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Golgi localization and functionally important domains in the NH2 and COOH terminus of the yeast CLC putative chloride channel Gef1p

Item Type:Article
Title:Golgi localization and functionally important domains in the NH2 and COOH terminus of the yeast CLC putative chloride channel Gef1p
Creators Name:Schwappach, B., Stobrawa, S., Hechenberger, M., Steinmeyer, K. and Jentsch, T.J.
Abstract:GEF1 encodes the single CLC putative chloride channel in yeast. Its disruption leads to a defect in iron metabolism (Greene, J. R., Brown, N. H., DiDomenico, B. J., Kaplan, J., and Eide, D. (1993) Mol. Gen. Genet. 241, 542-553). Since disruption of GEF2, a subunit of the vacuolar H+-ATPase, leads to a similar phenotype, it was previously suggested that the chloride conductance provided by Gef1p is necessary for vacuolar acidification. We now show that gef1 cells indeed grow less well at less acidic pH. However, no defect in vacuolar acidification is apparent from quinacrine staining, and Gef1p co-localizes with Mnt1p in the medial Golgi. Thus, Gef1p may be important in determining Golgi pH. Systematic alanine scanning of the amino and the carboxyl terminus revealed several regions essential for Gef1p localization and function. One sequence (FVTID) in the amino terminus conforms to a class of sorting signals containing aromatic amino acids. This was further supported by point mutations. Alanine scanning of the carboxyl terminus identified a stretch of roughly 25 amino acids which coincides with the second CBS domain, a conserved protein motif recently identified. Mutations in the first CBS domain also destroyed proper function and localization. The second CBS domain can be transplanted to the amino terminus without loss of function, but could not be replaced by the corresponding domain of the homologous mammalian channel ClC-2.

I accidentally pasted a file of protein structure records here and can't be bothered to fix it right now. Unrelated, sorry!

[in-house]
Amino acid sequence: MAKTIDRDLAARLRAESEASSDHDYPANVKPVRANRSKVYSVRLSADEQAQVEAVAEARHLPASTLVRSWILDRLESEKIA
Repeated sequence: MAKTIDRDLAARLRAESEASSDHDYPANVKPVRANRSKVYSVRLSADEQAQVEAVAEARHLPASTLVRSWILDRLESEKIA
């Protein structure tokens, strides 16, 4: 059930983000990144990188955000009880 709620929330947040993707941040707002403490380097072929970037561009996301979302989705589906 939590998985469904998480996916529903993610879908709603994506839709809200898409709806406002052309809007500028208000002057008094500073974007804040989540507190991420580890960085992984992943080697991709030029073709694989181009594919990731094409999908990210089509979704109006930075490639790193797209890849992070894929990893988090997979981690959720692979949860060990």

Keywords:Amino Acid Sequence, Biological Markers, Biological Transport, Chloride Channels, Fungal Proteins, Golgi Apparatus, Hydrogen-Ion Concentration, Immunohistochemistry, Iron, Mannosyltransferases, Membrane Proteins, Molecular Sequence Data, Mutagenesis, Peptides, Proprotein Convertases, Quinacrine, Saccharomyces Cerevisiae, Saccharomyces Cerevisiae Proteins, Sequence Alignment, Sequence Deletion, Subtilisins
Source:Journal of Biological Chemistry
Publisher:American Society for Biochemistry and Molecular Biology
Page Range:15110-15108
Date:12 June 1998
Official Publication:https://doi.org/10.1074/jbc.273.24.15110
PubMed:View item in PubMed

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